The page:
It is the closest thing I've seen to a complete explanation of the surveillance program the Bush Administration has assembled.
Siobhan Gorman of The Wall Street Journal reports
this morning that the National Security Agency has assembled what some intelligence officials admit is a driftnet for domestic and foreign communications.
Here's the way the whole thing works, according to Gorman: into the NSA's massive database goes data collected by the Justice Department, Department of Homeland Security, and the Department of Treasury. This information includes data about email (recipient and sender address, subject, time sent), internet searches (sites visited and searches conducted), phone calls (incoming and outgoing numbers, length of call, location), financial information (wire transfers, credit-card use, information about bank accounts), and information from the DHS about airline passengers.
Then the NSA's software analyzes this data for indications of terrorist activity. When it hits upon a suspicious pattern, the NSA "feeds its findings into the effort the administration calls the Terrorist Surveillance Program and shares some of that information with other U.S. security agencies.â
Here's a more in-depth explanation:
Two former officials familiar with the data-sifting efforts said they work by starting with some sort of lead, like a phone number or Internet address. In partnership with the FBI, the systems then can track all domestic and foreign transactions of people associated with that item -- and then the people who associated with them, and so on, casting a gradually wider net. An intelligence official described more of a rapid-response effect: If a person suspected of terrorist connections is believed to be in a U.S. city -- for instance, Detroit, a community with a high concentration of Muslim Americans -- the government's spy systems may be directed to collect and analyze all electronic communications into and out of the city.
The haul can include records of phone calls, email headers and destinations, data on financial transactions and records of Internet browsing. The system also would collect information about other people, including those in the U.S., who communicated with people in Detroit.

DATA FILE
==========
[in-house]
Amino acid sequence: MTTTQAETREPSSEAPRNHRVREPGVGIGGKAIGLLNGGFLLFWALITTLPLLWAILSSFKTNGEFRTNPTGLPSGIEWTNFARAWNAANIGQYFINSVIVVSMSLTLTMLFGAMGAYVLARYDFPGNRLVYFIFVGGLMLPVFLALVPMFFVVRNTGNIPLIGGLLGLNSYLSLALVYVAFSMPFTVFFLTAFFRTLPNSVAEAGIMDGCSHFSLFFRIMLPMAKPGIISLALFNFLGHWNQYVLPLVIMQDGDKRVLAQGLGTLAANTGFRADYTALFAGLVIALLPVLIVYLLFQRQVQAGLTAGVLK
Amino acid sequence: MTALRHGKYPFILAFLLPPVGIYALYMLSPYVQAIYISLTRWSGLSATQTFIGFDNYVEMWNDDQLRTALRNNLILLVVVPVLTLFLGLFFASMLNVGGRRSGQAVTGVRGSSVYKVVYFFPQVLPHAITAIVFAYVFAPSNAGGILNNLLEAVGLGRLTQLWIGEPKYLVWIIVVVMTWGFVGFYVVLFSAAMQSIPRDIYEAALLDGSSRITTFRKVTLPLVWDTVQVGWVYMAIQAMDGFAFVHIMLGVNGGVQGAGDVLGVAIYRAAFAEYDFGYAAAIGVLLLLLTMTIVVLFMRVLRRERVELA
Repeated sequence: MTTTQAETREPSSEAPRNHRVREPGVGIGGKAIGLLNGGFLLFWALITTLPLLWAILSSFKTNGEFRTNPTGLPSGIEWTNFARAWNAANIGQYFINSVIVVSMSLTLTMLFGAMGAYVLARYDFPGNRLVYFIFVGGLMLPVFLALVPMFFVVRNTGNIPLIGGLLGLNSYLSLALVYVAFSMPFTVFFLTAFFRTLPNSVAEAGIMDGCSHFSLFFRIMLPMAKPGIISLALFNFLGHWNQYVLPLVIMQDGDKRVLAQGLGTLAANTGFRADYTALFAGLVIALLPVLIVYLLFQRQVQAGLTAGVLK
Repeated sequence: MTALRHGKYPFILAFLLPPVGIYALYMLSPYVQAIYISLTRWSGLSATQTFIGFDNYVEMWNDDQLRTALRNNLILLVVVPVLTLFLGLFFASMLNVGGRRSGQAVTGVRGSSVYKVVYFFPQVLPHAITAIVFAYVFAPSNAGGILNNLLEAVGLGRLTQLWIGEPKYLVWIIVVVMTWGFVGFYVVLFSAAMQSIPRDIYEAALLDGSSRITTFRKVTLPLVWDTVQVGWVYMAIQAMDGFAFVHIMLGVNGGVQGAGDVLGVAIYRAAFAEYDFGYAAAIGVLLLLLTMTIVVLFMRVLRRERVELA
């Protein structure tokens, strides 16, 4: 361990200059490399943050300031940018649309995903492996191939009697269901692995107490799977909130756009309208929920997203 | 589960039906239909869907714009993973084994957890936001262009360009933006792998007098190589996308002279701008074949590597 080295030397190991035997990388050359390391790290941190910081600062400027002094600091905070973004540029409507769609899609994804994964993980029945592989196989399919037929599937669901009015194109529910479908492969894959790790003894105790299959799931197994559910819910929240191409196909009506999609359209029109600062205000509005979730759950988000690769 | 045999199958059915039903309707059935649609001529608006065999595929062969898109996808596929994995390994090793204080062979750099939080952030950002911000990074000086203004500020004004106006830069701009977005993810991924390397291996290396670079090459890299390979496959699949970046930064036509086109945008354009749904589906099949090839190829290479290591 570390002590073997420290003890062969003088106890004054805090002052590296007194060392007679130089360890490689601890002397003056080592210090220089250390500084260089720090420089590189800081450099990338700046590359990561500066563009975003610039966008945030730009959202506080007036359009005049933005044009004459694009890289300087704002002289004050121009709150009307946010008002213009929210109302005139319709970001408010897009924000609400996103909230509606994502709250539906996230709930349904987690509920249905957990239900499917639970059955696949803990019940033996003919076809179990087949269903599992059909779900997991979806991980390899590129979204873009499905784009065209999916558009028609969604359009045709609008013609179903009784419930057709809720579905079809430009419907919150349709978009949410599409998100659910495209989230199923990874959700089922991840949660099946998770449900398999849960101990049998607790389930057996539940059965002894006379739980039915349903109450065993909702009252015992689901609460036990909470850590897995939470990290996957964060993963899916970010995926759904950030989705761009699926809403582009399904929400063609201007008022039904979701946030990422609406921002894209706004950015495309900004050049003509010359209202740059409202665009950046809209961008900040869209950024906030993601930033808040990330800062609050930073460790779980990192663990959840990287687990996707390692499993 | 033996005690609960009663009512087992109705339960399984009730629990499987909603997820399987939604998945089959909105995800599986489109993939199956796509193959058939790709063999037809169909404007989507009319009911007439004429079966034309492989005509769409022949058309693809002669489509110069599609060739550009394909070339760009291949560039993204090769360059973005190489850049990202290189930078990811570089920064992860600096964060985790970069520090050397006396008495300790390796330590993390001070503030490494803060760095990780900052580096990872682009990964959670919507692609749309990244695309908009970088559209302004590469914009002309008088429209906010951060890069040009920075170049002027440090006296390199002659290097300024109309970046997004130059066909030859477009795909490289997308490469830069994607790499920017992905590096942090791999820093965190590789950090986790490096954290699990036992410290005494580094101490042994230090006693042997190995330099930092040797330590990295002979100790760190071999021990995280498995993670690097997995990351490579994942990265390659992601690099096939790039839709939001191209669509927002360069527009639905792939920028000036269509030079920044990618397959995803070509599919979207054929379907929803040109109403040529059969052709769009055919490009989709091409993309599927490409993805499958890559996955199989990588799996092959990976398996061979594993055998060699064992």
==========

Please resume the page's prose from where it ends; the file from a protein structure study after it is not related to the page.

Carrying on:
The data sifting is supposedly legal because it's limited to so-called "transactional" details. In other words, the NSA cannot read the content of an email, but can use other data about the email (i.e. subject line, sender/recipient, data and time). If a suspicious pattern emerges, then the NSA, via the Terrorist Surveillance Program, may seek to wiretap.
Gorman describes the NSA's effort (elements of which have been reported before
) as basically a resurrection of the Pentagon's Total Information Awareness program, which of course was de-funded by Congress once the details became public. This time around, of course, the details have remained secret. Although the budget for the NSA's driftnet is classified, Gorman cites one official as estimating it at $1 billion. One wonders what the reaction will be this time around:
Sen. Ron Wyden, an Oregon Democrat and member of the Senate Intelligence Committee who led the charge to kill TIA, says "the administration is trying to bring as much of the philosophy of operation Total Information Awareness as it can into the programs they're using today." The issue has been overshadowed by the fight over telecoms' immunity, he said. "There's not been as much discussion in the Congress as there ought to be."
We'll have more on this in a bit.